September 14, 2010 / 5:08 PM / 9 years ago

Signs of thaw between Syria and Iraqi PM Maliki

* Tension “behind us”, Maliki’s aide says

* Talks revive on oil pipeline project

* Maliki too strong a contender for Syria to ignore

By Khaled Yacoub Oweis

DAMASCUS, Sept 14 (Reuters) - Syrian President Bashar al-Assad on Tuesday met an aide to Iraq’s acting prime minister, Nuri al-Maliki, signalling a thaw in ties between the two men that could boost Maliki’s chances of forming a government.

“We affirmed the depth of strategic ties between Syria and Baghdad,” Abdul Hamid al-Zuhairi, a senior official in Maliki’s Dawa party, told reporter.

“There have been (anti-Syrian) statements by Iraqi figures, but that’s behind us now,” said Zuhairi, who headed a delegation that included a minister of state loyal to Maliki.

Relations between Maliki and Syria’s ruling hierarchy plunged after Maliki, as prime minister, accused Syria in August last year of sheltering two people who he said were behind bomb attacks in Baghdad that killed 100 people. He withdrew Iraq’s ambassador from Damascus.

Having the backing of both Iran and Syria, two regional powerbrokers with large stakes in who rules Iraq, should boost Maliki’s chances of forming a government in Iraq, still without an administration six months after an inconclusive election.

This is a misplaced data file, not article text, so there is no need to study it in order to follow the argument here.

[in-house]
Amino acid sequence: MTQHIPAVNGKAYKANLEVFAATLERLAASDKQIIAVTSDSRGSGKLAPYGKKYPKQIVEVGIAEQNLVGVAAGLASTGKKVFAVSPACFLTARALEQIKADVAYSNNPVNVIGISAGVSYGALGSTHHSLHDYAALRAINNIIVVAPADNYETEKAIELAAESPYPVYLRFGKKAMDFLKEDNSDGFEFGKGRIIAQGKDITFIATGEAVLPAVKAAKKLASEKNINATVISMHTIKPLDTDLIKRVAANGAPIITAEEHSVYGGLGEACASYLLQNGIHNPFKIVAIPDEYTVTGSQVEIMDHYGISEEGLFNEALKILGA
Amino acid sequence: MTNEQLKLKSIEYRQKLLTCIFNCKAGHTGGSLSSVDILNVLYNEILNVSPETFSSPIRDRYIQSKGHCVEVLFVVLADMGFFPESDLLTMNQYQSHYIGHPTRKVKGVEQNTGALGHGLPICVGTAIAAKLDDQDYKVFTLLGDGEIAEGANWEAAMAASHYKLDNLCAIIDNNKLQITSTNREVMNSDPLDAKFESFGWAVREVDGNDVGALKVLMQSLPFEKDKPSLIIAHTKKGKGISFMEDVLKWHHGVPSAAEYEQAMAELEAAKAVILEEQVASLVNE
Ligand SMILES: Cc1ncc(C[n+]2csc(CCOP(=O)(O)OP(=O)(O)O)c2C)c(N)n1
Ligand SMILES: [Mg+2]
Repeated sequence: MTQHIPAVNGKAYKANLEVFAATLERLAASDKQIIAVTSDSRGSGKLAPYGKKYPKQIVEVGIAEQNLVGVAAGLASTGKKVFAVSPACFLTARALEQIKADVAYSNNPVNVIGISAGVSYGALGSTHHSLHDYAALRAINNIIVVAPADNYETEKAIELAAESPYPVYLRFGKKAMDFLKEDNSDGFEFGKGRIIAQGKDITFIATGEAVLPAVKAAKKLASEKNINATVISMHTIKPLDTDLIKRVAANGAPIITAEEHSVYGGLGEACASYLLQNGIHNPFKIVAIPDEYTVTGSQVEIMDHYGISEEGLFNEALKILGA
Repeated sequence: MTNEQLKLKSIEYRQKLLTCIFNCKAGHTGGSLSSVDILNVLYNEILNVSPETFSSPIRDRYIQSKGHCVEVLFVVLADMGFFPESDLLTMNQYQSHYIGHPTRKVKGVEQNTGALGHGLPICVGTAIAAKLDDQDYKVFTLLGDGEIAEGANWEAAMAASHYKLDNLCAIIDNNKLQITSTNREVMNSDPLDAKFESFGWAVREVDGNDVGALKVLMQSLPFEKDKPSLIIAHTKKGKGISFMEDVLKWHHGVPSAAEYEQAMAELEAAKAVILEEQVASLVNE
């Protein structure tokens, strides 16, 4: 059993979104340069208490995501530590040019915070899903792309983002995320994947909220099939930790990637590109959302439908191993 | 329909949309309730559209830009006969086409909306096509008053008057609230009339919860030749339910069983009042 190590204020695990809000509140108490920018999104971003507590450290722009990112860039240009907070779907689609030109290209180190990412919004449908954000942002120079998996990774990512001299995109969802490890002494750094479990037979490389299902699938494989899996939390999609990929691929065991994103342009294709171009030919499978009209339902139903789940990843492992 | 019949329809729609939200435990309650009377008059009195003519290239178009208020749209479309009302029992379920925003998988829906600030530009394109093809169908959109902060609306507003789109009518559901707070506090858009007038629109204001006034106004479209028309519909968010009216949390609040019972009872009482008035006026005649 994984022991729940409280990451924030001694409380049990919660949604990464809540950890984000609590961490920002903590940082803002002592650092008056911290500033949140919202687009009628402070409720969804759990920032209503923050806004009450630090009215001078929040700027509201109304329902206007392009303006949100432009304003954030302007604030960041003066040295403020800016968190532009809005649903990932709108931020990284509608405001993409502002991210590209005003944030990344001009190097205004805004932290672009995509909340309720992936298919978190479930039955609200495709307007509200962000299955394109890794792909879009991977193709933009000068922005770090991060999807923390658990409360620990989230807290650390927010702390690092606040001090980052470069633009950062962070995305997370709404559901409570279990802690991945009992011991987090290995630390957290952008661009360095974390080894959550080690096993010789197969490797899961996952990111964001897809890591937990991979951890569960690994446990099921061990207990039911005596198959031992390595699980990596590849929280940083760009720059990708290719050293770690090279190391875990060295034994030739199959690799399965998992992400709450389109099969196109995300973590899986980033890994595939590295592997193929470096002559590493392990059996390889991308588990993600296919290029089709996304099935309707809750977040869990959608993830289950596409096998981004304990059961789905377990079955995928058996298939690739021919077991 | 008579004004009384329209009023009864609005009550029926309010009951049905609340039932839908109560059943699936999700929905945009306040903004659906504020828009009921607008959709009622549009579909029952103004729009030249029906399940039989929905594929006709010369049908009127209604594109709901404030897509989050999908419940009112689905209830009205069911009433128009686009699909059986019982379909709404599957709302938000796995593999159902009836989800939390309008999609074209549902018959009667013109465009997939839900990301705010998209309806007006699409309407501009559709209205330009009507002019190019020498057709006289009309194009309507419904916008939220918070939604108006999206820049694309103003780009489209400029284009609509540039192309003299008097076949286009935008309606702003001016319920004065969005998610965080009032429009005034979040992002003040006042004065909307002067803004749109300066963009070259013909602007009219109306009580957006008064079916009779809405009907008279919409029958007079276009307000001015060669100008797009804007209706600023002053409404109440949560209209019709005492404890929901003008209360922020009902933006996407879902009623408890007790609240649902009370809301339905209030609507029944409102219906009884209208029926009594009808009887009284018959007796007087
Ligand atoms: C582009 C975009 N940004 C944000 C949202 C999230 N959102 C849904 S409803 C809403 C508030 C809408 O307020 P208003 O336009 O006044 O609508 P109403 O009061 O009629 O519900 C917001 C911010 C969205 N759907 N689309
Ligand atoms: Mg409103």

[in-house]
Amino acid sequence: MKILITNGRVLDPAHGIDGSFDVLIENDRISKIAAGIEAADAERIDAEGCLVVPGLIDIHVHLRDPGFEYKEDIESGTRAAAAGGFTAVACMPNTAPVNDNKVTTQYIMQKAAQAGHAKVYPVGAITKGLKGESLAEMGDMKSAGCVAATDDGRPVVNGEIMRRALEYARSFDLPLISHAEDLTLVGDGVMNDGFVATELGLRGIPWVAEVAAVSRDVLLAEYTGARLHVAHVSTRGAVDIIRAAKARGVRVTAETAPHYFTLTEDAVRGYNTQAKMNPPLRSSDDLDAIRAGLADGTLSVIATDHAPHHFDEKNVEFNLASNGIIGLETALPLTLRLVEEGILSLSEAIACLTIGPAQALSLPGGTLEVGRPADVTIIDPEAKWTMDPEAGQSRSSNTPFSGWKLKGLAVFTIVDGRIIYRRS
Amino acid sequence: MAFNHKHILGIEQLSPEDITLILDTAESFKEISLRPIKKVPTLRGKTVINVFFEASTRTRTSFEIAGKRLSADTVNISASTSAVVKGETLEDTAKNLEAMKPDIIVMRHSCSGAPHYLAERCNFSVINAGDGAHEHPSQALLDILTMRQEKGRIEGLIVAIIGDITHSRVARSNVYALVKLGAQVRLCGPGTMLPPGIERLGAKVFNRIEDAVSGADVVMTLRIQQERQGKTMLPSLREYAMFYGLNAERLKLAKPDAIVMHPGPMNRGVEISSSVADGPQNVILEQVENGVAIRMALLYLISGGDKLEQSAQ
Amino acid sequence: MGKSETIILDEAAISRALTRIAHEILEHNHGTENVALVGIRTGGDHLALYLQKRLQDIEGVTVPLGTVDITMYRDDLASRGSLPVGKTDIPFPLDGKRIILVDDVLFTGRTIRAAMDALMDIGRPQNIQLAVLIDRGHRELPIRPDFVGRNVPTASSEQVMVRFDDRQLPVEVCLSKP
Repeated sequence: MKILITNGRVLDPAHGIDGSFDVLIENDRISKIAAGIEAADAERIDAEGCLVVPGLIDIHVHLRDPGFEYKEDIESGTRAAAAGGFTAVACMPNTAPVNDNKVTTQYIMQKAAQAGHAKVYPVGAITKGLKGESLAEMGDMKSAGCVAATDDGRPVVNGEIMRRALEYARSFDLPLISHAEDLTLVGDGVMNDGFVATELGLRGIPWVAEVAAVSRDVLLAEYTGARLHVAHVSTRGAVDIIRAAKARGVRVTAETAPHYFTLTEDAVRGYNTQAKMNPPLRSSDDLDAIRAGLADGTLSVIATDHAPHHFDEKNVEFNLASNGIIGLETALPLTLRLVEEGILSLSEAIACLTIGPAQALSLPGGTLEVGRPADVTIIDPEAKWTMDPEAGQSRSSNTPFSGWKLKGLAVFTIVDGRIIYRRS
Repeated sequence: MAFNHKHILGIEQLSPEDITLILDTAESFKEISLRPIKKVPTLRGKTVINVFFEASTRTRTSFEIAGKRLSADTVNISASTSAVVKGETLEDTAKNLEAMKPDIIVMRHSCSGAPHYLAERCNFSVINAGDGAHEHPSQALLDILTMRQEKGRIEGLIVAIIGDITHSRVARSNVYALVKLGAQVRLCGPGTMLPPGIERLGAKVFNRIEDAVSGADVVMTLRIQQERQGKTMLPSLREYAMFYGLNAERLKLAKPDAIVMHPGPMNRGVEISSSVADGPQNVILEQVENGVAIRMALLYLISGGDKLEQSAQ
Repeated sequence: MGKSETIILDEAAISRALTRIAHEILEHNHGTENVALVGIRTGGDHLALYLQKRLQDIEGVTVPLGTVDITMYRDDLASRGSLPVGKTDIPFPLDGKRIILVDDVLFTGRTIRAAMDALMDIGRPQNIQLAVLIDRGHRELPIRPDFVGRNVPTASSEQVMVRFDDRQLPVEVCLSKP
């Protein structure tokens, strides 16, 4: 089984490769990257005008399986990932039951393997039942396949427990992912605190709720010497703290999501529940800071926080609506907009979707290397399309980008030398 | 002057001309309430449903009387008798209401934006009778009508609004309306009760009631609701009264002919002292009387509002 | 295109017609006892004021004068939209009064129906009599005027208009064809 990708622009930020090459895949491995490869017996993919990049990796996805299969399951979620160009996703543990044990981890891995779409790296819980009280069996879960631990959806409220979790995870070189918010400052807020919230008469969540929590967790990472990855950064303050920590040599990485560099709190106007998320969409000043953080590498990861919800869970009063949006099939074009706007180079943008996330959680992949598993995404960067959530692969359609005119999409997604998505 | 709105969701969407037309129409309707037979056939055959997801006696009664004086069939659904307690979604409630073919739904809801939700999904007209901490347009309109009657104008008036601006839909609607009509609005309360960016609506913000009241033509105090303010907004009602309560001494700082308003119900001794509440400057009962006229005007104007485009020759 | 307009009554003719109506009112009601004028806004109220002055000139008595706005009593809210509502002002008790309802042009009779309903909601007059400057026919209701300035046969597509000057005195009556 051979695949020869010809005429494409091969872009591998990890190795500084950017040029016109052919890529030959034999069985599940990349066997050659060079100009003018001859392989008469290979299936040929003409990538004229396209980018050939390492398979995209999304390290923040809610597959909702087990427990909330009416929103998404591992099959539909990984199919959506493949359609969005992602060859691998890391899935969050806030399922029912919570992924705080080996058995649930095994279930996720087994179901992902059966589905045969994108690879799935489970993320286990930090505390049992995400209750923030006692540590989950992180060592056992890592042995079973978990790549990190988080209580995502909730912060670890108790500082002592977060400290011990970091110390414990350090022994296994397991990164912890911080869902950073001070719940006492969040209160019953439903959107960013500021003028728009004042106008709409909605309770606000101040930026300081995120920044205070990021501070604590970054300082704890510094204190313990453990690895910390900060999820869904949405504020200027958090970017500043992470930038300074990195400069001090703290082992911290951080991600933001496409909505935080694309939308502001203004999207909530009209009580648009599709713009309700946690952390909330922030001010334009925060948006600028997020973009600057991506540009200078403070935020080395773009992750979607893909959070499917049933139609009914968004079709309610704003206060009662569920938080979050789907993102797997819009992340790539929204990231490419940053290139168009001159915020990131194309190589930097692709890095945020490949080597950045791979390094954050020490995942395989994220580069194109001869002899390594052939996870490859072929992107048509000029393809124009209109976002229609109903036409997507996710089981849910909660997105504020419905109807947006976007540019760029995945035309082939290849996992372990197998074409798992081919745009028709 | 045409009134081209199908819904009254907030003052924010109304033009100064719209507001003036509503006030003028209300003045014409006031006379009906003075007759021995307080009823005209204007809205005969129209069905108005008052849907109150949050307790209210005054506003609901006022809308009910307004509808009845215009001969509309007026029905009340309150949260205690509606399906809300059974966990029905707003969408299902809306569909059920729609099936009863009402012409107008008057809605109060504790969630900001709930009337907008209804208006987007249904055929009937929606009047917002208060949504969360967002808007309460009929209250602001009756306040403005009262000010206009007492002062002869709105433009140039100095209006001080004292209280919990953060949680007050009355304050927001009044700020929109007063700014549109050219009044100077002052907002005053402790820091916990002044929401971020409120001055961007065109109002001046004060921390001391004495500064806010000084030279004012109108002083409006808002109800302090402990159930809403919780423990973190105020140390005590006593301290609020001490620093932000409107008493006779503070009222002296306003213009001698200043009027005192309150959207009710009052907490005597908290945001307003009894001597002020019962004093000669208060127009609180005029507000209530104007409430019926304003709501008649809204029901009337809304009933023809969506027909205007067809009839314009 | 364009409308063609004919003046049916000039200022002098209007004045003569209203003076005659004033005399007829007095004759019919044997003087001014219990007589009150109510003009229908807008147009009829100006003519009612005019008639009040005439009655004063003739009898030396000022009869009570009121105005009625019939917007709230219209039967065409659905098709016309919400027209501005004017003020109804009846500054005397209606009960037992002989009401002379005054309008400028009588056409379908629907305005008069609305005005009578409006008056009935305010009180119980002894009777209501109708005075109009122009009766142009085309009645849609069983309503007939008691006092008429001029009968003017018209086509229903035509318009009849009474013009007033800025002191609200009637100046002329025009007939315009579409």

The official Syrian news agency said Assad had said Syria would back any government deal that preserves Iraq as a single state, reflecting its concern that any secession by Iraq’s Kurds could stoke separatism among its own Kurdish minority.

Syria has a 600-km (375-mile) border with Iraq and hosts hundreds of thousands of Iraqi refugees. It has not hidden its dissatisfaction with Maliki, who has remained in office as acting premier since the election, and its backing for Iyad Allawi, a secular Shi’ite.

Allawi has been a frequent visitor to Damascus. His list, which is backed by Sunni politicians, won most seats but he has not managed to secure enough support, especially from Shi’ite Islamist groups, to form a government.

Unlike Maliki, Allawi does not have support from Iran, which has an alliance with Syria. Both countries have gained influence in Iraq since the 2003 U.S.-led invasion that removed Saddam Hussein from power and ushered in sectarian strife.

Syrian government media have unusually been highlighting links with Iraq in recent weeks, as well as technical meetings on a project to re-activate an oil pipeline from the Iraqi oil centre of Kirkuk to Syria’s Banias terminal.

The project, which would net Syria valuable hard currency, has been on the drawing board for at least three years.

Maliki has insisted that work on the pipeline must be accompanied by progress on the security issue.

A diplomat in Damascus said Syria’s secular leadership could work with Maliki, despite past differences and his religious leanings — Maliki belongs to Dawa, a party founded by Iraqi Shi’ite theologian Mohammad Baqer al-Sadr, whom Saddam executed in 1980.

“With American forces leaving, it’s reaching the point where everyone is starting to want a government in Iraq, regardless of who heads it,” the diplomat said.

“All Maliki has to do is to keep waiting.” (Editing by Kevin Liffey)

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